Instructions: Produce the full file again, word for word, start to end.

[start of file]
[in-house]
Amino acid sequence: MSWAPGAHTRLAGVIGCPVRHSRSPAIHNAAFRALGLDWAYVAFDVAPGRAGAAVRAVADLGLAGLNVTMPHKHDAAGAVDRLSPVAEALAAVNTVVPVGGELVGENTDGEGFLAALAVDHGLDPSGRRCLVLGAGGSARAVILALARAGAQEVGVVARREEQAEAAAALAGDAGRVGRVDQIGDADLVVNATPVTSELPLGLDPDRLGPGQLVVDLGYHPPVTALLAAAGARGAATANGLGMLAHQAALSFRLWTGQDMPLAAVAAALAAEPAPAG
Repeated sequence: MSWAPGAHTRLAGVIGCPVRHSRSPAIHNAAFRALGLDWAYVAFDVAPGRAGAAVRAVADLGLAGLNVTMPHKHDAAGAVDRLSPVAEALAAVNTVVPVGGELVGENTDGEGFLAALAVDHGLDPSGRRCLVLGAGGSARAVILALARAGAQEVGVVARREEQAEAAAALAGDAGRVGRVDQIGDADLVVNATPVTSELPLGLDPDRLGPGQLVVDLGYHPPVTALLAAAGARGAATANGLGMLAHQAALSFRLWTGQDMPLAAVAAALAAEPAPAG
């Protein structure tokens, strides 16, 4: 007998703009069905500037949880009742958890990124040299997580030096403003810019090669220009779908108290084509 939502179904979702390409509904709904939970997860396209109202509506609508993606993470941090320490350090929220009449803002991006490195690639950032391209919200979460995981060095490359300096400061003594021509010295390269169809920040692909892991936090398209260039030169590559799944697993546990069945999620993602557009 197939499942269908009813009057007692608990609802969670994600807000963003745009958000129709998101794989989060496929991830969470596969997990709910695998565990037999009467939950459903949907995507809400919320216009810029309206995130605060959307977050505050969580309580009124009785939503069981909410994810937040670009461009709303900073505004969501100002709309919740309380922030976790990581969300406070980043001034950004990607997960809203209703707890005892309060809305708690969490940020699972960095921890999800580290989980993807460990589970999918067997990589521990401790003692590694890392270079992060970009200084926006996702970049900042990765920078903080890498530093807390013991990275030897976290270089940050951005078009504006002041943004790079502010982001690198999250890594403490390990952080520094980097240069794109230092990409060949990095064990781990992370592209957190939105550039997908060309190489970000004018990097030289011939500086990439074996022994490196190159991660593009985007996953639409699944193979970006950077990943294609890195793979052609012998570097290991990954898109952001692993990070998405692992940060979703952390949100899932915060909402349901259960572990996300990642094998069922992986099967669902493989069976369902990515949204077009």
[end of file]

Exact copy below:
[in-house]
Amino acid sequence: MSWAPGAHTRLAGVIGCPVRHSRSPAIHNAAFRALGLDWAYVAFDVAPGRAGAAVRAVADLGLAGLNVTMPHKHDAAGAVDRLSPVAEALAAVNTVVPVGGELVGENTDGEGFLAALAVDHGLDPSGRRCLVLGAGGSARAVILALARAGAQEVGVVARREEQAEAAAALAGDAGRVGRVDQIGDADLVVNATPVTSELPLGLDPDRLGPGQLVVDLGYHPPVTALLAAAGARGAATANGLGMLAHQAALSFRLWTGQDMPLAAVAAALAAEPAPAG
Repeated sequence: MSWAPGAHTRLAGVIGCPVRHSRSPAIHNAAFRALGLDWAYVAFDVAPGRAGAAVRAVADLGLAGLNVTMPHKHDAAGAVDRLSPVAEALAAVNTVVPVGGELVGENTDGEGFLAALAVDHGLDPSGRRCLVLGAGGSARAVILALARAGAQEVGVVARREEQAEAAAALAGDAGRVGRVDQIGDADLVVNATPVTSELPLGLDPDRLGPGQLVVDLGYHPPVTALLAAAGARGAATANGLGMLAHQAALSFRLWTGQDMPLAAVAAALAAEPAPAG
């Protein structure tokens, strides 16, 4: 007998703009069905500037949880009742958890990124040299997580030096403003810019090669220009779908108290084509 939502179904979702390409509904709904939970997860396209109202509506609508993606993470941090320490350090929220009449803002991006490195690639950032391209919200979460995981060095490359300096400061003594021509010295390269169809920040692909892991936090398209260039030169590559799944697993546990069945999620993602557009 197939499942269908009813009057007692608990609802969670994600807000963003745009958000129709998101794989989060496929991830969470596969997990709910695998565990037999009467939950459903949907995507809400919320216009810029309206995130605060959307977050505050969580309580009124009785939503069981909410994810937040670009461009709303900073505004969501100002709309919740309380922030976790990581969300406070980043001034950004990607997960809203209703707890005892309060809305708690969490940020699972960095921890999800580290989980993807460990589970999918067997990589521990401790003692590694890392270079992060970009200084926006996702970049900042990765920078903080890498530093807390013991990275030897976290270089940050951005078009504006002041943004790079502010982001690198999250890594403490390990952080520094980097240069794109230092990409060949990095064990781990992370592209957190939105550039997908060309190489970000004018990097030289011939500086990439074996022994490196190159991660593009985007996953639409699944193979970006950077990943294609890195793979052609012998570097290991990954898109952001692993990070998405692992940060979703952390949100899932915060909402349901259960572990996300990642094998069922992986099967669902493989069976369902990515949204077009």